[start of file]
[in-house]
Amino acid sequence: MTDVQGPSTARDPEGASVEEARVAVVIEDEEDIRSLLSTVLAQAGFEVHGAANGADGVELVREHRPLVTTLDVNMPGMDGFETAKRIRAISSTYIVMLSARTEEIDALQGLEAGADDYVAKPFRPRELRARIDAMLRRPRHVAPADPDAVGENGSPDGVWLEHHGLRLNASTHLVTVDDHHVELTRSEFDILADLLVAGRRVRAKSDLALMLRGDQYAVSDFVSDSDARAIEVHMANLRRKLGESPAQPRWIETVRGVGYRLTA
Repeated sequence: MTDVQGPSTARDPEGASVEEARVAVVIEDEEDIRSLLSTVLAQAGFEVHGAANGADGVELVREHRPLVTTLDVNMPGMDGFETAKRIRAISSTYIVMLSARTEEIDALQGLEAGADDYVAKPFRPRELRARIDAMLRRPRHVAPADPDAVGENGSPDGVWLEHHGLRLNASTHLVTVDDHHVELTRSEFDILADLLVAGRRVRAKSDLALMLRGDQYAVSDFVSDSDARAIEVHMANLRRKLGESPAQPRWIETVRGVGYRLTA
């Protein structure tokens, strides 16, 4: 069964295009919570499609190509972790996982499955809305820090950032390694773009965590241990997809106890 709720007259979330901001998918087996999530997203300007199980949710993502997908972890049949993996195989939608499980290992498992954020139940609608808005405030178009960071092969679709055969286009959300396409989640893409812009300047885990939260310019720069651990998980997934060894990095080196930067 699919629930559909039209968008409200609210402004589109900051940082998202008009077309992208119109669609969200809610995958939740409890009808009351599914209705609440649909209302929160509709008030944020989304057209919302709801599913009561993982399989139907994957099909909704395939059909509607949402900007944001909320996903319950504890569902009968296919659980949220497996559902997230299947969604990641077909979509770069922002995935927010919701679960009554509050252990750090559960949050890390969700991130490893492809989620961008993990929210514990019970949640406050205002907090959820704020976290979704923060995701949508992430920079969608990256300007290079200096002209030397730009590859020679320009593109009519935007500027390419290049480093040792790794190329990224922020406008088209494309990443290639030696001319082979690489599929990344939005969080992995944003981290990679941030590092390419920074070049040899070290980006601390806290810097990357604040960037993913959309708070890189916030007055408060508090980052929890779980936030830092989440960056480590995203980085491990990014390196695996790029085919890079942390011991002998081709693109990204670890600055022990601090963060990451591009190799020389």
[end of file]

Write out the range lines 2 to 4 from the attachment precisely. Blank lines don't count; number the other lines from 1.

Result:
Amino acid sequence: MTDVQGPSTARDPEGASVEEARVAVVIEDEEDIRSLLSTVLAQAGFEVHGAANGADGVELVREHRPLVTTLDVNMPGMDGFETAKRIRAISSTYIVMLSARTEEIDALQGLEAGADDYVAKPFRPRELRARIDAMLRRPRHVAPADPDAVGENGSPDGVWLEHHGLRLNASTHLVTVDDHHVELTRSEFDILADLLVAGRRVRAKSDLALMLRGDQYAVSDFVSDSDARAIEVHMANLRRKLGESPAQPRWIETVRGVGYRLTA
Repeated sequence: MTDVQGPSTARDPEGASVEEARVAVVIEDEEDIRSLLSTVLAQAGFEVHGAANGADGVELVREHRPLVTTLDVNMPGMDGFETAKRIRAISSTYIVMLSARTEEIDALQGLEAGADDYVAKPFRPRELRARIDAMLRRPRHVAPADPDAVGENGSPDGVWLEHHGLRLNASTHLVTVDDHHVELTRSEFDILADLLVAGRRVRAKSDLALMLRGDQYAVSDFVSDSDARAIEVHMANLRRKLGESPAQPRWIETVRGVGYRLTA
């Protein structure tokens, strides 16, 4: 069964295009919570499609190509972790996982499955809305820090950032390694773009965590241990997809106890 709720007259979330901001998918087996999530997203300007199980949710993502997908972890049949993996195989939608499980290992498992954020139940609608808005405030178009960071092969679709055969286009959300396409989640893409812009300047885990939260310019720069651990998980997934060894990095080196930067 699919629930559909039209968008409200609210402004589109900051940082998202008009077309992208119109669609969200809610995958939740409890009808009351599914209705609440649909209302929160509709008030944020989304057209919302709801599913009561993982399989139907994957099909909704395939059909509607949402900007944001909320996903319950504890569902009968296919659980949220497996559902997230299947969604990641077909979509770069922002995935927010919701679960009554509050252990750090559960949050890390969700991130490893492809989620961008993990929210514990019970949640406050205002907090959820704020976290979704923060995701949508992430920079969608990256300007290079200096002209030397730009590859020679320009593109009519935007500027390419290049480093040792790794190329990224922020406008088209494309990443290639030696001319082979690489599929990344939005969080992995944003981290990679941030590092390419920074070049040899070290980006601390806290810097990357604040960037993913959309708070890189916030007055408060508090980052929890779980936030830092989440960056480590995203980085491990990014390196695996790029085919890079942390011991002998081709693109990204670890600055022990601090963060990451591009190799020389």